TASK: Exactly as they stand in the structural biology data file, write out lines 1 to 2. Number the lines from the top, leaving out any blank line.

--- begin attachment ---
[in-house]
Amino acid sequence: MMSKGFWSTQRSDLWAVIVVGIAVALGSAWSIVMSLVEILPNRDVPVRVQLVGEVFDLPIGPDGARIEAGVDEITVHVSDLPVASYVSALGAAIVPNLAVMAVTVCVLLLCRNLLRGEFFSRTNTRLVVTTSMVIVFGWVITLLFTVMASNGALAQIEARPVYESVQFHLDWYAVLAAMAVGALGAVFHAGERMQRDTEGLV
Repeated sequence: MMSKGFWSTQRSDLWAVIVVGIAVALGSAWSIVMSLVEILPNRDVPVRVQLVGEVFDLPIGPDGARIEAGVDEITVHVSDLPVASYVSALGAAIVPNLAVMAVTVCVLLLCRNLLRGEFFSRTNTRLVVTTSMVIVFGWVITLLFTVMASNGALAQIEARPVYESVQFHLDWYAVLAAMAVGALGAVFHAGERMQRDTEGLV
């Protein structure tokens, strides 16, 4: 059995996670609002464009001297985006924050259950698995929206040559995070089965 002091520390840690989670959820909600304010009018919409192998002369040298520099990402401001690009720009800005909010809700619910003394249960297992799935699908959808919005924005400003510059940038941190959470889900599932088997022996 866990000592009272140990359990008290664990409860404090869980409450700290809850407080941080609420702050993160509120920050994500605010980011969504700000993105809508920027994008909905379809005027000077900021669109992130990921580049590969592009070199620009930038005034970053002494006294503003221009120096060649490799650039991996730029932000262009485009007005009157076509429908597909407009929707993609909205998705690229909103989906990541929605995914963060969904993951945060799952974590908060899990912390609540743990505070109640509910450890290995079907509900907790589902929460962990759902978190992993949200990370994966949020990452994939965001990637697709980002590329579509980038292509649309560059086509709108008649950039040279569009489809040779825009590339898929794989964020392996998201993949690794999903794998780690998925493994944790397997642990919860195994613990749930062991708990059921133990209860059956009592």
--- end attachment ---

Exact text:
[in-house]
Amino acid sequence: MMSKGFWSTQRSDLWAVIVVGIAVALGSAWSIVMSLVEILPNRDVPVRVQLVGEVFDLPIGPDGARIEAGVDEITVHVSDLPVASYVSALGAAIVPNLAVMAVTVCVLLLCRNLLRGEFFSRTNTRLVVTTSMVIVFGWVITLLFTVMASNGALAQIEARPVYESVQFHLDWYAVLAAMAVGALGAVFHAGERMQRDTEGLV